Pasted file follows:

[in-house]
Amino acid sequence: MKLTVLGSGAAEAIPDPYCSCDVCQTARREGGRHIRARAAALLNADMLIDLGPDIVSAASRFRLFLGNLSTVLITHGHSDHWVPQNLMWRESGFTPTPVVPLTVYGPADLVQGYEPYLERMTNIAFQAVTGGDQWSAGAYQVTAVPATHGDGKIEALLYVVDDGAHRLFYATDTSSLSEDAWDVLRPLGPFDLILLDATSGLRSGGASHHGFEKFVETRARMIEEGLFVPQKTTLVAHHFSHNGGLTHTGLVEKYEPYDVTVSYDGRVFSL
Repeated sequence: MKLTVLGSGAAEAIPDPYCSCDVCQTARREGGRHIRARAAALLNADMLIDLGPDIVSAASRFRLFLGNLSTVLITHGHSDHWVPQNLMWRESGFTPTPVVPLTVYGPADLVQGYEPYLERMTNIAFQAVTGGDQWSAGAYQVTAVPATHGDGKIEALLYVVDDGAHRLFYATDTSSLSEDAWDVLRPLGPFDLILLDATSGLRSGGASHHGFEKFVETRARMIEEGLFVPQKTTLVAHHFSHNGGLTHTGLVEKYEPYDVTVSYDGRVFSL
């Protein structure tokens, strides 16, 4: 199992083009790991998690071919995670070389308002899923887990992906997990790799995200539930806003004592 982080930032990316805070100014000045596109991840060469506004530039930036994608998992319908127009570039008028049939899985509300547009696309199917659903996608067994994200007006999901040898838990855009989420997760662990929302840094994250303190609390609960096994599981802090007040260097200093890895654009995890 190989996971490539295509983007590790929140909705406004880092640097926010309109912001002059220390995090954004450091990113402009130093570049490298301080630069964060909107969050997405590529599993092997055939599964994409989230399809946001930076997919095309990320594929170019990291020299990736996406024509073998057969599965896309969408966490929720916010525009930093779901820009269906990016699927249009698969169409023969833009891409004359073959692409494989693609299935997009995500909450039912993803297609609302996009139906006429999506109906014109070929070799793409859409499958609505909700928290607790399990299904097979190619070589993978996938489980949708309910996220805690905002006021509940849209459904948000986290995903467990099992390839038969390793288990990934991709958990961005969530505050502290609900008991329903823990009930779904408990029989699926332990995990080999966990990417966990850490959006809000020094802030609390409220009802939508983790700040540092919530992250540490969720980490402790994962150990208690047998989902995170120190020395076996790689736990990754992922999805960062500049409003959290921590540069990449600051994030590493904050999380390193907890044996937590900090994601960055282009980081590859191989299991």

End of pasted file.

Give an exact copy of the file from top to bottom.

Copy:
[in-house]
Amino acid sequence: MKLTVLGSGAAEAIPDPYCSCDVCQTARREGGRHIRARAAALLNADMLIDLGPDIVSAASRFRLFLGNLSTVLITHGHSDHWVPQNLMWRESGFTPTPVVPLTVYGPADLVQGYEPYLERMTNIAFQAVTGGDQWSAGAYQVTAVPATHGDGKIEALLYVVDDGAHRLFYATDTSSLSEDAWDVLRPLGPFDLILLDATSGLRSGGASHHGFEKFVETRARMIEEGLFVPQKTTLVAHHFSHNGGLTHTGLVEKYEPYDVTVSYDGRVFSL
Repeated sequence: MKLTVLGSGAAEAIPDPYCSCDVCQTARREGGRHIRARAAALLNADMLIDLGPDIVSAASRFRLFLGNLSTVLITHGHSDHWVPQNLMWRESGFTPTPVVPLTVYGPADLVQGYEPYLERMTNIAFQAVTGGDQWSAGAYQVTAVPATHGDGKIEALLYVVDDGAHRLFYATDTSSLSEDAWDVLRPLGPFDLILLDATSGLRSGGASHHGFEKFVETRARMIEEGLFVPQKTTLVAHHFSHNGGLTHTGLVEKYEPYDVTVSYDGRVFSL
């Protein structure tokens, strides 16, 4: 199992083009790991998690071919995670070389308002899923887990992906997990790799995200539930806003004592 982080930032990316805070100014000045596109991840060469506004530039930036994608998992319908127009570039008028049939899985509300547009696309199917659903996608067994994200007006999901040898838990855009989420997760662990929302840094994250303190609390609960096994599981802090007040260097200093890895654009995890 190989996971490539295509983007590790929140909705406004880092640097926010309109912001002059220390995090954004450091990113402009130093570049490298301080630069964060909107969050997405590529599993092997055939599964994409989230399809946001930076997919095309990320594929170019990291020299990736996406024509073998057969599965896309969408966490929720916010525009930093779901820009269906990016699927249009698969169409023969833009891409004359073959692409494989693609299935997009995500909450039912993803297609609302996009139906006429999506109906014109070929070799793409859409499958609505909700928290607790399990299904097979190619070589993978996938489980949708309910996220805690905002006021509940849209459904948000986290995903467990099992390839038969390793288990990934991709958990961005969530505050502290609900008991329903823990009930779904408990029989699926332990995990080999966990990417966990850490959006809000020094802030609390409220009802939508983790700040540092919530992250540490969720980490402790994962150990208690047998989902995170120190020395076996790689736990990754992922999805960062500049409003959290921590540069990449600051994030590493904050999380390193907890044996937590900090994601960055282009980081590859191989299991």